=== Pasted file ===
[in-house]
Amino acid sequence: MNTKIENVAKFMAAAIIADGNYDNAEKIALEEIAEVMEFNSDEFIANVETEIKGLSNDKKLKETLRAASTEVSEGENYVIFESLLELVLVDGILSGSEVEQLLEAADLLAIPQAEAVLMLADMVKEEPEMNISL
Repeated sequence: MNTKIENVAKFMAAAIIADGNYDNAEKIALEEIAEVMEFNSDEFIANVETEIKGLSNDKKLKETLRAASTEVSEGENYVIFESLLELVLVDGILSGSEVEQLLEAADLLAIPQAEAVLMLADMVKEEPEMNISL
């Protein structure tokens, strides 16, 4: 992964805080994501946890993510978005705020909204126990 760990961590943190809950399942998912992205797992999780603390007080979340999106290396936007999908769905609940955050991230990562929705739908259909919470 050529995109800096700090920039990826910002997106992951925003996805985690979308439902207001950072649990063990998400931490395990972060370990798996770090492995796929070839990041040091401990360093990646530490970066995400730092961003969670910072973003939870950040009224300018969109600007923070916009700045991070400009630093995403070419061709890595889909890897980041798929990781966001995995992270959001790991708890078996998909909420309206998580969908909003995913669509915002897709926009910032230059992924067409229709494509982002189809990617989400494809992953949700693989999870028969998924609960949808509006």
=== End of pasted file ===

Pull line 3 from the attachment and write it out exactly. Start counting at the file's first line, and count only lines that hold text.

Repeated sequence: MNTKIENVAKFMAAAIIADGNYDNAEKIALEEIAEVMEFNSDEFIANVETEIKGLSNDKKLKETLRAASTEVSEGENYVIFESLLELVLVDGILSGSEVEQLLEAADLLAIPQAEAVLMLADMVKEEPEMNISL